Today marks the championship game for many fantasy football leagues, including mine. If you’re not familiar with fantasy football, it works like this: Before the beginning of the NFL season, leagues comprised of ten or twelve teams — one team per manager, such as myself — hold a draft. Each manager picks players in key positions, just as the NFL itself holds a draft of college players each year. In my league, we draft key positions including quarterback, running back, wide receiver, tight end, kicker, and defensive positions. The teams (mine is called the Tucson Turbos) then play a slate of sixteen games, and each week the manager chooses the actual NFL player on the team’s roster that he or she thinks will do the best, to get the highest score. You play against another team, and whoever gets the most points each week wins. Though this year I made it to the championship game — and if Denver Broncos receiver Brandon Marshall has a big game this evening I may even win — success comes from a combination of strategy, advice, and no small amount of luck.
Fantasy sports are big fun, and big money, and have expanded well beyond the NFL. But the arena that most interests me now is, so far, removed from the fantasy field. Pardon the puns. What I mean is this: What if fantasy football guidelines could be applied to our urban environments; to cities and towns and metro areas?
Regionalized architecture and indigenous landscaping at Civano in southeast Tucson. Photo courtesy Community of Civano.
As with fantasy football drafts, we’d have a fantasy urban league draft. Positions might be urban indicators, such as those defined by the United Nations Urban Indicators’ Guidelines, like “durable structures” and “land-to-income ratio.” Or they might be more specific, like the fourteen principles of sustainable development I documented when conducting graduate school research on suburban downtown redevelopment, principles like “public spaces,” “‘green’ construction,” and “a high-density, mixed-use core.” Players ranked highly by sources like ESPN and Yahoo! Sports — but in this case The Next American City and Dwell — would excel, or at least excelled last season, in these areas.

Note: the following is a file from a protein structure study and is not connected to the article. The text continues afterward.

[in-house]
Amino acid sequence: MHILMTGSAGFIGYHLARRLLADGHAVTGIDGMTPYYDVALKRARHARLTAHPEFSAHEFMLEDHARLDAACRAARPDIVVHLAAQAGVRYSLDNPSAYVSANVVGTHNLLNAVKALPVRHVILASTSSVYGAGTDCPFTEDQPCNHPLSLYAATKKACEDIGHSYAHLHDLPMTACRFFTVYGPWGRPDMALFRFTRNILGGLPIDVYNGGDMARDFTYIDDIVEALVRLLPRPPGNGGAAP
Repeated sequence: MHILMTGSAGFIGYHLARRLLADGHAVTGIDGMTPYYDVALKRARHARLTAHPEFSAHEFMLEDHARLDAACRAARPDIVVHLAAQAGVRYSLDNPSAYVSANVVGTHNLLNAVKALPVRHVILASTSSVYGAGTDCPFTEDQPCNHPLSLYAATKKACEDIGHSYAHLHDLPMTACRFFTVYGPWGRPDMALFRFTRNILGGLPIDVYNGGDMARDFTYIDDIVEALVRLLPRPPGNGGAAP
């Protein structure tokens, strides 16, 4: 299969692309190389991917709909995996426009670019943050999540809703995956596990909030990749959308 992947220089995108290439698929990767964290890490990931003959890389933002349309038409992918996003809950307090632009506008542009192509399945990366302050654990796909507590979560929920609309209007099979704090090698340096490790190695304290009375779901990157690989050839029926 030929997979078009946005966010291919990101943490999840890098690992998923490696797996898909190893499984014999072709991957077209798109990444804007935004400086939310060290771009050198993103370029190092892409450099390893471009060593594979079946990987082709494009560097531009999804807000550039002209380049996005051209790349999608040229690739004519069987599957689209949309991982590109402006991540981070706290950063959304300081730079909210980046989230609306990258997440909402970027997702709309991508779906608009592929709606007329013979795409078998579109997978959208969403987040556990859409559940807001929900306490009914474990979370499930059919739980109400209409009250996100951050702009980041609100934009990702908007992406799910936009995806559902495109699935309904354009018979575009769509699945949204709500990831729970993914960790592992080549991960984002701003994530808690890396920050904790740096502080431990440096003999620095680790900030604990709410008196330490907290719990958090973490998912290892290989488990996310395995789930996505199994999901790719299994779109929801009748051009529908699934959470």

So for the position of “transit orientation,” most coveted players could be San Diego’s trolley system and Washington, D.C.‘s Metro. For “pedestrian orientation” we might find that Boston is the #1 pick.
Still, the highest drafted players don’t always meet expectations. This year I drafted New Orleans Saints quarterback Drew Brees early on, but he started out poorly so it’s a good thing I could play the Detroit Lions’ Jon Kitna off the bench for those first few games. In our urban fantasy league, New Orleans may have been drafted high for “public spaces,” but would have taken a hit-arguably from no fault of its own-by Hurricane Katrina and the slow progress of rebuilding. In its place, I then would have started, not Detroit sorry, but up-and-coming Denver, with its new and exciting series of parks and mixed-use neighborhoods along downtown’s South Platte River.
Denver’s Confluence Park, at the nexus of Cherry Creek and the South Platte River. Photo courtesy City and County of Denver.
Regarding my own city of Tucson, I’d play the “multicultural” position regularly, but neither “transit orientation” nor “high-density, mixed-use core,” though both are critical to any sustainable metropolitan area. In pockets — against certain other teams, that is — I’d play “regionalized architecture, site design, and landscaping” and “water and wastewater reduction and reuse,” too.
Over the course of the games we’d see the standouts like this season’s New England Patriots quarterback Tom Brady-those cities that are most vibrant, diverse, and self-sufficient. Cities like, according to SustainLane’s U.S. city sustainability rankings, Portland, San Francisco, and Seattle. Tucson’s #20 on SustainLane’s list, with “city innovation,” “natural disaster risk,” and “knowledge base” its most highly ranked positions.
Portland, Oregon is SustainLane’s #1 ranked U.S. city for sustainability. Photo courtesy HelloPortland.com.
By the end of the season, the true winners aren’t the team managers, but the cities themselves. And just as fantasy football changes the way people watch football games, so fantasy urban league would change the way people think about cities. And thinking about cities more critically, whether via urban indicators or sustainability principles, can only be a good thing — and that’s no fantasy.